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--> the bay are urbanized, with heavy industry on former tideflats. Less than 2 percent of the original near-shore wetlands remain. Several fish species (including salmon, steelhead trout, sole, and flounder) seek refuge and feed near shore. The release of hazardous substances into the environment has altered the chemistry of the water and sediments. Studies indicated that Sitcum sediments contained elevated concentrations of several metals, organic chemicals, and other contaminants. Background In 1983, Commencement Bay Nearshore Tideflats were placed on the priority list of sites requiring investigation and cleanup under the EPA's Superfund authorities. The EPA entered into a cooperative agreement with the state Department of Ecology to conduct an investigation and feasibility study at the site. The EPA's Record of Decision (ROD) detailing the cleanup plan for the bay identified eight problem areas, including Sitcum Waterway. The goal was to achieve sediment quality that would support a healthy marine environment and reduce the risk of exposure from the consumption of contaminated seafood caught in the bay. The ROD also set forth sediment quality objectives. It was agreed that EPA would be the lead federal agency for the remediation of contaminated sediments, whereas the state Department of the Environment would take the lead in controlling the sources of hazardous substances. The EPA asked the Port of Tacoma to consider including Sitcum sediment remediation as part of long-standing near-shore fill and waterway dredging projects, and the port agreed, assuming the responsibilities of the principal responsible party. The emergence of a single project advocate contributed significantly to dispute resolution and, ultimately, to project implementation. These projects, which were required under the terms of a legal settlement for both navigational and environmental reasons, involved dredging Blair Waterway and filling more than 70 percent of the Milwaukee Waterway to create 24 acres of land for a marine container terminal and wildlife habitat. Remediation Alternatives Considered The ROD identified four options, including dredging and CAD (at a cost of $11.5 million), dredging and near-shore containment ($4 million), landfill placement ($20 million), and in-place capping, which was considered unacceptable because it would interfere with vessel operations and long-term maintenance of the channel. Strategy Chosen The dredging and near-shore containment option (the least expensive of the four) was selected. The plan satisfied terms of the ROD, which specified that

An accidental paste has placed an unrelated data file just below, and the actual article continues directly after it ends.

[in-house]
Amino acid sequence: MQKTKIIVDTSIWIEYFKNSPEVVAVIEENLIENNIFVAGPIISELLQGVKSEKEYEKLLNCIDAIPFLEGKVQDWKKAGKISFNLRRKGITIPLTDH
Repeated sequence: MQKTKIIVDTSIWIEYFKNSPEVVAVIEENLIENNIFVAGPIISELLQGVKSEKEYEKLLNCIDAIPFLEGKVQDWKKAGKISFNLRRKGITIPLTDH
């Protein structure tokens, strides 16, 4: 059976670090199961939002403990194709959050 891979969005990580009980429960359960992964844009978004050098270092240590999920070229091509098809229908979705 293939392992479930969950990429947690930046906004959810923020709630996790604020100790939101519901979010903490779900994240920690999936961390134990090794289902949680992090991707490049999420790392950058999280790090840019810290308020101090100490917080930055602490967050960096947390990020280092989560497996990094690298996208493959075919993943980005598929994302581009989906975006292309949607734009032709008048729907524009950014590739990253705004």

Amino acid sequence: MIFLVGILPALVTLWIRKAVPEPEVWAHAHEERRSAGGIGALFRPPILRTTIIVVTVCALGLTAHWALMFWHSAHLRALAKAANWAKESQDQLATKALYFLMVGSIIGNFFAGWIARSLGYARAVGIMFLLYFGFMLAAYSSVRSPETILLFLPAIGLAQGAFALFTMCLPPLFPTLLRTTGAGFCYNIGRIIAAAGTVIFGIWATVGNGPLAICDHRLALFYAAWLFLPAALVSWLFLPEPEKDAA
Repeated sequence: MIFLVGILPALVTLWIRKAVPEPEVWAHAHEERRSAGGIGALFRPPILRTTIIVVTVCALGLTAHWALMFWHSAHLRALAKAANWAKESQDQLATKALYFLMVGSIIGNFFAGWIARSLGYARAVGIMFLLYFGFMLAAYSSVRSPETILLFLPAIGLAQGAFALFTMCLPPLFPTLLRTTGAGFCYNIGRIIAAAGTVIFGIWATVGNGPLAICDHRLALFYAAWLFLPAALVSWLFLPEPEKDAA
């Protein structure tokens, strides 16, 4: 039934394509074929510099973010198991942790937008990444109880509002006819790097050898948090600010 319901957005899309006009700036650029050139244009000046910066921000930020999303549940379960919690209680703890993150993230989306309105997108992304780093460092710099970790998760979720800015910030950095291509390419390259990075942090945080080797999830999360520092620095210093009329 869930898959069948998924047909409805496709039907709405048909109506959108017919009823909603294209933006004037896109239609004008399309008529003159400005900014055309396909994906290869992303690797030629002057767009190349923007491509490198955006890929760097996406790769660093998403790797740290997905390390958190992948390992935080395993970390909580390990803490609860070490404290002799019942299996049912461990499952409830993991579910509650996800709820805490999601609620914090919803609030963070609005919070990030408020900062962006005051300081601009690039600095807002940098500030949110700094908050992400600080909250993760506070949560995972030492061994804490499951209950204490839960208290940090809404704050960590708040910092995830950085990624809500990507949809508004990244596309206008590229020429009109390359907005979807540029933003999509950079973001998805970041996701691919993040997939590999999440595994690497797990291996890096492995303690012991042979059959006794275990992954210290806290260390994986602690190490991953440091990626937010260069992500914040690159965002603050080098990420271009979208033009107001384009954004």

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--> near-shore placement be used only if it could be combined with fill projects that would be permitted anyway for commercial development. The strategy was made possible, in part, because the EPA broadly interpreted Clean Water Act (CWA) restrictions on avoidable discharges of dredged material in waters regulated under the CWA. By satisfying the intent of the CWA and Superfund rather than focusing rigidly on the specific language, the EPA was able to forge a creative solution to otherwise intractable problems. Overall Assessment The Blair/Milwaukee/Sitcum project was successful in many ways: It settled Superfund liability for contaminated sediments in near-shore areas, provided sufficient depth for navigation to allow the continuation of port activities, provided cleanup and navigational improvements in adjoining waterways, provided for the environmentally acceptable placement of contaminated sediments, facilitated habitat restoration, and generated filled land in the port for productive (industrial) uses. Lessons Learned The success of a project is directly related to the early identification of all interested parties and concerns connected with previous related projects and on the willingness and ability of all parties to satisfy the concerns of affected stakeholders. If the goals of land use, port planning, and resource management can be combined in an environmentally sound and economically attractive plan, then project success is almost assured. The availability of on-site space permitting containment or remediation and treatment of contaminated sediments is a significant benefit; it may facilitate project approval by reducing costs and eliminate the need to justify extending the contamination to remote disposal sites. Interpretation of requirements based on the intent of the underlying law can eliminate complications and delays and contribute to project success. WAUKEGAN HARBOR, ILLINOIS Waukegan Harbor is an example of the ex situ treatment of polychlorinated biphenyls (PCBs). Waukegan Harbor is a Superfund site located on the western shore of Lake Michigan, approximately 37 miles north of Chicago. In the mid-1970s, surveys conducted by the state found significant concentrations of PCBs